Sunny warm winter walk by the Oldman River, with other people's dogs.
Location: Popson Park, Lethbridge, Alberta
Length: 3 km
Date: 19 December, 2020
River Walk, Redcliff, Alberta
It is good to be below the horizon line, where it's warmer and out of the wind, and where there is some geography to look up at. Walking on the flat prairie above the coulees there is rarely a hill to interrupt the horizon line, unless you are in sight of the Sweet Grass Hills to the south, the Rocky Mountains to the west, or the Cypress Hills to the east of the province. The trail is a mix of mud and ice today.
Location: Loop by the South Saskatchewan River, Redcliff, Alberta
Length: 3 km
Date: 6 December, 2020
Dog Run, South Lethbridge
I heard about a porcupine somewhere off the trail, while walking with the happy neighbourhood dogs. Big feeling of relief at being outside and moving in the brief sunshine during a six-Zoom-meeting day.
Location: Dog Run, South Lethbridge, Alberta
Length: 3 km
Date: 25 November, 2020
Walking the fence line in southern Alberta, following the lines of barbed wire that separate a cultivated field from the uncultivated valley below. The border where an orderly barley crop meets disorderly prairie grasses. The land where I'm walking is affected by other nearby boundaries, both natural and unnatural, both imaginary and real.
There is a river nearby, and a continental divide - just two of the ways the terrain naturally expresses itself with water and land forms that create boundaries recognized by human and other life forms. The USA border is not far away, as is an international highway that divides the landscape. There are many fences, many roads, many visible and invisible boundary lines marking private property from other private property, bounding private property from the scant public land that is still acknowledged in this region.
We can relate to boundaries in the parallel or in the perpendicular. We can follow, cross, or transgress them. Locally, we have just crossed the seasonal boundary into winter, and our neighbours south of the border are teetering on the edge of a line in the political landscape, which will be crossed within hours. A boundary implies dichotomy, which leads us easily to a sense of division and of conflict, but it isn't necessarily so.
Location: Southern Alberta, Canada
Date: 6 November 2020
*Thanks to Walking the Land's First Friday Walk for the idea and the collective nudge to take a walk.
Twin River Reserve, Southern Alberta
Wide open prairie interrupted by barbed wire, we walked among herds of cattle and pronghorn antelope. Down to the shrinking Milk River to sit on its bank and talk about emptiness while the cows all stared at us. So far south that our phones thought we were in Montana.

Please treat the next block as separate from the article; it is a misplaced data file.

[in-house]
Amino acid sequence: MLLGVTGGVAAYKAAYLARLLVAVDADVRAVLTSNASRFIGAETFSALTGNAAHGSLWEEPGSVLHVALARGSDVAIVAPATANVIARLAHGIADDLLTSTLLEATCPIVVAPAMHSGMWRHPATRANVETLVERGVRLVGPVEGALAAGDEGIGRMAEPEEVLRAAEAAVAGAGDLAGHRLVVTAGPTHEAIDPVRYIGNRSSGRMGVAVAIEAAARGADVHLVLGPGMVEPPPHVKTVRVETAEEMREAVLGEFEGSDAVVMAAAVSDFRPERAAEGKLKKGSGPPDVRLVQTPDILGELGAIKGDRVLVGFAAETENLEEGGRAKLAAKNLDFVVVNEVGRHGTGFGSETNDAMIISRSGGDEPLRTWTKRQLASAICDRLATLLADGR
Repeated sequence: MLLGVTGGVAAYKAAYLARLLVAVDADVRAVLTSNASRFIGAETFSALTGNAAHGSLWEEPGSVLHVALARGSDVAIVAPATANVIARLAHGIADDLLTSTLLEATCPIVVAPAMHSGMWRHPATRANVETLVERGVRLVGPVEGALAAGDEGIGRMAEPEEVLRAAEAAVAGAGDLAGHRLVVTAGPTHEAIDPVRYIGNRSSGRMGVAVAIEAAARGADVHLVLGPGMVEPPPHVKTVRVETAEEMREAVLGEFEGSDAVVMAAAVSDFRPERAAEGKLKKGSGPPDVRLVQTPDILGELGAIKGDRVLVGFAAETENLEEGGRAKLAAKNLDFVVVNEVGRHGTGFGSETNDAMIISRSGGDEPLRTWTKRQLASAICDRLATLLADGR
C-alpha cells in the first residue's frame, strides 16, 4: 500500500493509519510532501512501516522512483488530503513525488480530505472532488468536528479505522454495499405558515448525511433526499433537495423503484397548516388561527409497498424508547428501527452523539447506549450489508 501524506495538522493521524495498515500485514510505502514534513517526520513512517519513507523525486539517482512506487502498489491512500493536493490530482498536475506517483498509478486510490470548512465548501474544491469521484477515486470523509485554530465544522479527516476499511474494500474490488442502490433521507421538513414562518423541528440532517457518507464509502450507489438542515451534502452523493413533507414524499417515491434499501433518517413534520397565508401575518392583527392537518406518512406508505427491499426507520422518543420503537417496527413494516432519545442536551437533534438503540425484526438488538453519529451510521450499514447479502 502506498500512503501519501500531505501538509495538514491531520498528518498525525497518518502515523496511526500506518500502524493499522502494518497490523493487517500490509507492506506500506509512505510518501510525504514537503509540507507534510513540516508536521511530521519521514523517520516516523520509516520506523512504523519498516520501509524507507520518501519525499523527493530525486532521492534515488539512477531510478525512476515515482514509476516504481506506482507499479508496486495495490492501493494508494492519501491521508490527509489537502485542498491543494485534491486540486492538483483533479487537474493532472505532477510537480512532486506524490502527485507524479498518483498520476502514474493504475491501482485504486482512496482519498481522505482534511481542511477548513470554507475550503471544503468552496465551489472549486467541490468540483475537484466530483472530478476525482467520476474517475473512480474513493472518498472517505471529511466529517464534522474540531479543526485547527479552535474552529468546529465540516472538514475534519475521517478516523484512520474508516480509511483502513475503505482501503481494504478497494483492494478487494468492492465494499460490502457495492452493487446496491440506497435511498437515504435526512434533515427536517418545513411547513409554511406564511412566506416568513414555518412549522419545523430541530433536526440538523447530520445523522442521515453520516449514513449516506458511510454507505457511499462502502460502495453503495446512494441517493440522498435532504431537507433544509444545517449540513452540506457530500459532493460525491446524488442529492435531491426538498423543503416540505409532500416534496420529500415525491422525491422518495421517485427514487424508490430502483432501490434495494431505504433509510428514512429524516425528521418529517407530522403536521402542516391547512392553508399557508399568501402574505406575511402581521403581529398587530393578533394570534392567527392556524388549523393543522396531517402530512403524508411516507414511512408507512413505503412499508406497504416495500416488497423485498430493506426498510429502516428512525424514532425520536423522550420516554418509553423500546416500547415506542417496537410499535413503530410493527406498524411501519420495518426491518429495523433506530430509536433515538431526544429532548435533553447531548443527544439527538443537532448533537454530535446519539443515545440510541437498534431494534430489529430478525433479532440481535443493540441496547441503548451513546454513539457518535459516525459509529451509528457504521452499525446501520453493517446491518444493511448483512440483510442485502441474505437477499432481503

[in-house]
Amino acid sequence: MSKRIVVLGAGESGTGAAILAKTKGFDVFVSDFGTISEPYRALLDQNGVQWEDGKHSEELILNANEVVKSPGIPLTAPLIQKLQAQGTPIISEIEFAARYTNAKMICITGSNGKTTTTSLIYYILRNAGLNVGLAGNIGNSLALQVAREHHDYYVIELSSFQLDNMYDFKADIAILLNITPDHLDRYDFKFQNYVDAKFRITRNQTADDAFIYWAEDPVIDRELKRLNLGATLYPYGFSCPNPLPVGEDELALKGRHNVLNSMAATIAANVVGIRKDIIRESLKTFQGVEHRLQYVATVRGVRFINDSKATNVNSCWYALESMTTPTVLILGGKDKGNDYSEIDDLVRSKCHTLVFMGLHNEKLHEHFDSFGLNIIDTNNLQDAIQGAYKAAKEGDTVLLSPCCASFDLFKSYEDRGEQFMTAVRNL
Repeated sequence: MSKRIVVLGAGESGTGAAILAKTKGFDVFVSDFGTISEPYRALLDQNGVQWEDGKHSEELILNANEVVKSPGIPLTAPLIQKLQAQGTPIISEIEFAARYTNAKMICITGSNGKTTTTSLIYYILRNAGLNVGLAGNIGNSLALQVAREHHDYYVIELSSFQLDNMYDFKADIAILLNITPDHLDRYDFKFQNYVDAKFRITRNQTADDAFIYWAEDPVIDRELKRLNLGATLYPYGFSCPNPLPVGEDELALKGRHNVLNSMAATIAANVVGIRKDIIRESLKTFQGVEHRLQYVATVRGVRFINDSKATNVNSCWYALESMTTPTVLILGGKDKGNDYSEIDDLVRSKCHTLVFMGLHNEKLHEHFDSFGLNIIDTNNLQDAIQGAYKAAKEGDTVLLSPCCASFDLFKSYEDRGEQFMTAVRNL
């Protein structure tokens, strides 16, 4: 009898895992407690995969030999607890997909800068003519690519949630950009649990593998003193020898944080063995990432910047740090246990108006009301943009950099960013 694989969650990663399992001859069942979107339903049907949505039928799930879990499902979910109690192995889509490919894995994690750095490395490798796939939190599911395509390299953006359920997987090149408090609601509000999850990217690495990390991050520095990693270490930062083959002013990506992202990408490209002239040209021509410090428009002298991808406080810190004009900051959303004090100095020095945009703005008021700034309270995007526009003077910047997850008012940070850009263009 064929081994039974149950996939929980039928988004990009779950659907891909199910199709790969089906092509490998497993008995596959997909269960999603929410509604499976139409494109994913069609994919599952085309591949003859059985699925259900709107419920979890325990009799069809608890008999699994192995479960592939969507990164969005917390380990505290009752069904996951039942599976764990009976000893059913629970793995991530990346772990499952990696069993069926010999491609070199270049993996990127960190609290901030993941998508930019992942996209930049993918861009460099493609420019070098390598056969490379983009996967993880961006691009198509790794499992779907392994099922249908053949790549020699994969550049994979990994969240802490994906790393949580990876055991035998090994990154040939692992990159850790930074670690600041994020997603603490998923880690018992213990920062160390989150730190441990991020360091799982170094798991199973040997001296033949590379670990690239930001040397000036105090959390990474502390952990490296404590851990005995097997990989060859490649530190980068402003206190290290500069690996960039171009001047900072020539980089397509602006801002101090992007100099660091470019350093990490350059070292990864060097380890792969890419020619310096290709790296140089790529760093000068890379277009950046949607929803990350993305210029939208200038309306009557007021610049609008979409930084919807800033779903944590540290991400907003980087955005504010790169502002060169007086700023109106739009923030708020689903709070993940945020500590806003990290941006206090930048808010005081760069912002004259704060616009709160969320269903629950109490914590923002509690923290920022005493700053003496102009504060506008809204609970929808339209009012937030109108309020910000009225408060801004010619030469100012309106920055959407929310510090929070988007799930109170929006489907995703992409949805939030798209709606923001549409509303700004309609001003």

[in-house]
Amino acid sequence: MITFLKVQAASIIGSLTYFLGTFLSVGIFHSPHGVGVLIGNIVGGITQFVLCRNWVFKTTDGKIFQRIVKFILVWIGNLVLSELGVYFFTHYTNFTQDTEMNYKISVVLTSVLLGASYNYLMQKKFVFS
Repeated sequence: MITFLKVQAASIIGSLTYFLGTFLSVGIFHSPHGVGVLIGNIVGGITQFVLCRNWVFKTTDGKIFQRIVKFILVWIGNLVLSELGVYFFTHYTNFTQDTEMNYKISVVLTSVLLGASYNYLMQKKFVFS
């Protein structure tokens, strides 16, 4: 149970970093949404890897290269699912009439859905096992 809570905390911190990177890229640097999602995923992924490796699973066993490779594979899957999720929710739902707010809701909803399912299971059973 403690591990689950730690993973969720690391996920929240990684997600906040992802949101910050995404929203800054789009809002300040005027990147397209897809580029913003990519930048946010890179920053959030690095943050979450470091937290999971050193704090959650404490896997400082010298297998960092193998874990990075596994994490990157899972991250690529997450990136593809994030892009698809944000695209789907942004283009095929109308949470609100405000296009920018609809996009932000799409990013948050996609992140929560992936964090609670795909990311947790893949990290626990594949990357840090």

Location: Twin River Provincial Grazing Reserve, Southern Alberta
Length: 5 km
Companions: Troy & Annie
Date: 13 September, 2020
Backcountry, Southern Alberta
I was just along for the walk while the guys were bird hunting. One of the last hot summery days of the year. The quiet weight of sky over fields. There were no partridge that day.
Location: Backcountry of rural southern Alberta
Length: 4 km
Companions: T & T
Date: 5 September, 2020
Lethbridge Coulee Loop
Feeling pretty lucky to be able to do this walk right from my house. Down through the dog run, along the river valley to Fort Whoop-up, up the hill to downtown, and back home in time for supper.
Location: Through the coulees to downtown and home through town, Lethbridge, Alberta
Length: 7 km
Date: 30 August, 2020
Window Mountain Lake, Alberta
A steep, rocky trail opening through the trees to a sparkling alpine lake is plenty enough reason to hike. It was so still up there, quiet and sideways sunny, in spite of all the other hikers and even a few people camping and fishing. We decided to come back to camp one day, to find out what this place feels like at night.
Location: Window Mountain Lake hike (from the road), Crowsnest Pass, Alberta
Length: 8 km
Date: 2 August, 2020
Ambulant* walk, Lethbridge, Alberta
Go for a walk. Looking for text, looking for signs. We still walk, we still communicate, we still live with each other in these times, in all times. We're in it together.
South Coulee, Southern Alberta
It's all about the grasses at this time of year. So many shapes and shadows and shades of green. I set out along deer trails, hoping to pick some Saskatoon berries. Finding instead the sage and tumbleweeds and badger holes and rusted out farm machinery and thistles and lichens and fields of barley. Thinking about the non-dualism of map and terrain.
Location: South Coulee, Southern Alberta
Length: 3 km
Date: 25 July, 2020
Sandra Cowan likes to walk on trails, paths, and city streets. She is based in southern Alberta, Canada.